C.S. Lewis says that “In the Christian story God descends to reascend.”
He comes down; down from the heights of absolute being into time and space, down into humanity.... But he goes down to come up again and bring the whole ruined world up with Him. One has the picture of a strong man stooping lower and lower to get himself underneath some great complicated burden. He must stoop in order to lift, he must almost disappear under the load before he incredibly straightens his back and marches off with the whole mass swaying on his shoulders.
Or one may think of a diver, first reducing himself to nakedness, then glancing in midair, then gone with a splash, vanished, rushing down through green and warm water into black and cold water, down through increasing pressure into the deathlike region of ooze and slime and old decay; then up again, back to color and light, his lungs almost bursting, till suddenly he breaks surface again, holding in his hand the dripping, precious thing that he went down to recover. He and it are both colored now that they have come up into the light: down below, where it lay colorless in the dark, he lost his color too.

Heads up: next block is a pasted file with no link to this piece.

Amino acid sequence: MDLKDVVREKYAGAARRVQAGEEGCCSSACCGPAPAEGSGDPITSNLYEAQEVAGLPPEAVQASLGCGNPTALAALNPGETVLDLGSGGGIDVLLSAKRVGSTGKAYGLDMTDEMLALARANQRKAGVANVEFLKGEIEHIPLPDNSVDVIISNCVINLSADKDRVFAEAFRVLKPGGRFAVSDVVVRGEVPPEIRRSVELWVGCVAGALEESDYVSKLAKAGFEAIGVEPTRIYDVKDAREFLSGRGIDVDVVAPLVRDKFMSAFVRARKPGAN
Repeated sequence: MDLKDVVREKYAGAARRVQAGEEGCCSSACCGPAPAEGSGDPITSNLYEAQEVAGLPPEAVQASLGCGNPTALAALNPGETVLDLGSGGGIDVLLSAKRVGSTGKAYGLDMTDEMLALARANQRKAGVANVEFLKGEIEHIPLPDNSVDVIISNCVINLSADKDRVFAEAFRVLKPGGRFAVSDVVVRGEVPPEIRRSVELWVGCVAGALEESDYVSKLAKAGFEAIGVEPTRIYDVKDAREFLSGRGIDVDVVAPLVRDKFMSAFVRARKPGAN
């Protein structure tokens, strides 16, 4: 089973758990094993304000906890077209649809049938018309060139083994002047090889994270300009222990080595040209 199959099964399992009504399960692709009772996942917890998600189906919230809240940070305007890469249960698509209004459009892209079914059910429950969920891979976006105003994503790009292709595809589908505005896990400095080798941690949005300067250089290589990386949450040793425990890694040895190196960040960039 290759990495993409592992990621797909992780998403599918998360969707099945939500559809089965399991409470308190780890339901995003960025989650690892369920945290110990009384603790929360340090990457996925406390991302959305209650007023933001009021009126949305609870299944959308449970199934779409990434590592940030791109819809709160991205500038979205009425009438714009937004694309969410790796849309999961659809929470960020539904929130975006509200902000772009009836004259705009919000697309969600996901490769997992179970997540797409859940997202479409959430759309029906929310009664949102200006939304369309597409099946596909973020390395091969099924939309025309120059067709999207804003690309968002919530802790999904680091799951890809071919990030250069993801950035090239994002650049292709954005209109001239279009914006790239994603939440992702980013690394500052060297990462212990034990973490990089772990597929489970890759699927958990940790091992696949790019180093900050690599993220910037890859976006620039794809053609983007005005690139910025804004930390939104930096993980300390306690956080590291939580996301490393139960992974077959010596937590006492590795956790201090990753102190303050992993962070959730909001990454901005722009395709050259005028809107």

George Herbert offers this truth in poetic form:
Hast thou not heard, that my Lord Jesus di’d?
Then let me tell thee a strange storie.
The God of power, as He did ride
In His majestic robes of glorie,
Reserv’d to light; and so one day
He did descend, undressing all the way.
The starres His tyre of light and rings obtain’d,
The cloud His bow, the fire His spear,
The sky His azure mantle gain’d.
And when they ask’d, what He would wear;
He smil’d and said as He did go,
He had new clothes a making here below.
In Christmas we bow before an eternal miracle: The God of glory did descend
into our human darkness,
that we might be made the children of Light.